a new blog i've been chatting on, Triangulations has written an atheist's perspective on faith that I think is really helpful and eye-opening. In Sabio Lantz's opinion, here is what "My Favorite Type of Christian" protrayed in through a variety of Christian beliefs and the direction where Sabio and I would prefer them to move:

Christology: Inerrant –> Errant

View of Scripture: High –> Low

Soteriology: Exclusivist –> Inclusivist –> Pluralist –> Universalist

Science: Anti-science –> Pro-science

Women: Misogynist –> Equal Rights & Respect

Homosexuality: Anti-Gay –> Gay-tolerant –> Gay-friendly

Resurrection & Other Miracles: Literalists –> Figurativists

Cosmology: Young Earth Creationist –>Gap Creationist –> Old Earth Creationists–> Evolutionist

Ecclesiology: Top down rule –> Local rule

Missionology: Salvation First –> Service First

Eschatology: Zionist –> Pro-Israel –> Israel-Neutral
I must say that this is where i am and where CPE has taken me. i used to think i was open-minded, but at seminary sometimes we're too used to attacking one another's beliefs than affirming what works. i think this stand is the best way to meet others where they are. that's not to say that all boundaries should drop and hold nothing serious... but to hold loosely, but don't let go... that reminds of a song... RAWK!


Anonymous said...

And - yes.
-- that's what we've been trying to do at Leadership Now too... :-)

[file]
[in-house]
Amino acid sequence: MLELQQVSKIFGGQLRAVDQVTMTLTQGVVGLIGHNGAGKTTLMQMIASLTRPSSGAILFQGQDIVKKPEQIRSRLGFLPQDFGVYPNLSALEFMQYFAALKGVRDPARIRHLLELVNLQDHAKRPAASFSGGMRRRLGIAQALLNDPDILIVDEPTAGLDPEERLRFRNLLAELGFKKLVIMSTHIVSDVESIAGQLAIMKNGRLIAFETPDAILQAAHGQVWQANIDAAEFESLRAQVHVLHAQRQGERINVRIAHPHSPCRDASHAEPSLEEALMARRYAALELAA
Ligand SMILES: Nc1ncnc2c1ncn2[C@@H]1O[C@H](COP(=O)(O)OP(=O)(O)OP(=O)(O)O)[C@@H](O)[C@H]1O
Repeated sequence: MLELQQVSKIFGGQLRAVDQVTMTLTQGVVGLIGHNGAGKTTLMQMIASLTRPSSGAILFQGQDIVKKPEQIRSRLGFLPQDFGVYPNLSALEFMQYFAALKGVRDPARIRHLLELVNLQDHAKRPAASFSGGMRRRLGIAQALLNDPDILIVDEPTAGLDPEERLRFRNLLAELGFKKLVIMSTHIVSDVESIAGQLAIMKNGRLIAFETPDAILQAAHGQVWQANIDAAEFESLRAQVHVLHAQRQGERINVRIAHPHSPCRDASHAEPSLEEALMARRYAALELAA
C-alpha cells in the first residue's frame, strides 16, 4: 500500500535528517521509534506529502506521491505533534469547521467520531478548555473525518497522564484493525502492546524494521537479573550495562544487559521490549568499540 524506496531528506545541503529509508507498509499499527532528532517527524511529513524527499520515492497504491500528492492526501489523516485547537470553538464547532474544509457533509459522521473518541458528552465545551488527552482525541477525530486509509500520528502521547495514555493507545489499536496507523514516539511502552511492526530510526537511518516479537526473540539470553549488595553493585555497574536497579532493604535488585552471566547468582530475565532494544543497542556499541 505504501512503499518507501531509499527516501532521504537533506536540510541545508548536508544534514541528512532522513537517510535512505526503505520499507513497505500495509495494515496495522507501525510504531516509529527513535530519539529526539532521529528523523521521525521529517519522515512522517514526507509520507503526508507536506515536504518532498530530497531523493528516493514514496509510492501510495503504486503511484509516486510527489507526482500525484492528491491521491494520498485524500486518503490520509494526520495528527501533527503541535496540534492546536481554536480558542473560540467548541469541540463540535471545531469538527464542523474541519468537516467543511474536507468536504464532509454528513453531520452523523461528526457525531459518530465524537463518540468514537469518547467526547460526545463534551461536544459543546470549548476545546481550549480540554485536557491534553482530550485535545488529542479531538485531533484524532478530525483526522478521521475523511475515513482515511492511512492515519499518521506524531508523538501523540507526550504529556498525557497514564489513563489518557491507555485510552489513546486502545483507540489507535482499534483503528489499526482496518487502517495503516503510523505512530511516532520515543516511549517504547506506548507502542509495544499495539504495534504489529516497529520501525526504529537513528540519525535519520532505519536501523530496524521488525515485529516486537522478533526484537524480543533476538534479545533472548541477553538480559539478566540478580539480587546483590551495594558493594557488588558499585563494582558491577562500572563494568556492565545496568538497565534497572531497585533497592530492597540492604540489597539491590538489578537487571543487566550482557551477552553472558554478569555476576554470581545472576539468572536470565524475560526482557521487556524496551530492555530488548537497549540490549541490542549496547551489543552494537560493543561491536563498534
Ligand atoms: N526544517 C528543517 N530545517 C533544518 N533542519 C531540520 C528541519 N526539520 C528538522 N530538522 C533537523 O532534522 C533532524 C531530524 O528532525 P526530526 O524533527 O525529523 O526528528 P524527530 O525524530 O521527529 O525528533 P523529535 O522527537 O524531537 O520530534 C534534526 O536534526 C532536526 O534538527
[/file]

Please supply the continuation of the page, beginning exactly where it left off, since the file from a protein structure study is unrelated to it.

Al said...

At the same time you were posting this, another blogging friend posted this: http://thewearypilgrim.typepad.com/the_weary_pilgrim/2009/11/to-make-a-start-at-bringing-people-into-the-open-into-light-opening-blind-eyes-releasing-prisoners-from-dungeons-emptying.html
(I am crossposting this comment in both blogs.)
Both of you have very recently had the opportunity to see first hand what happens when you are Jesus in a difficult situation.
You both entered that situation hoping/knowing that you were supposed to be there, but didn't necessarily know what you would face, or how you would deal with it.
Both of you were Jesus. His hands, his heart, his love, his peace.
Both of you saw what happens when the presence of Jesus meets someone in need.
That's what will truly change our worlds, as we bridge the gap between people and the divine. I am proud to know each of you and call you 'friend'.

Anonymous said...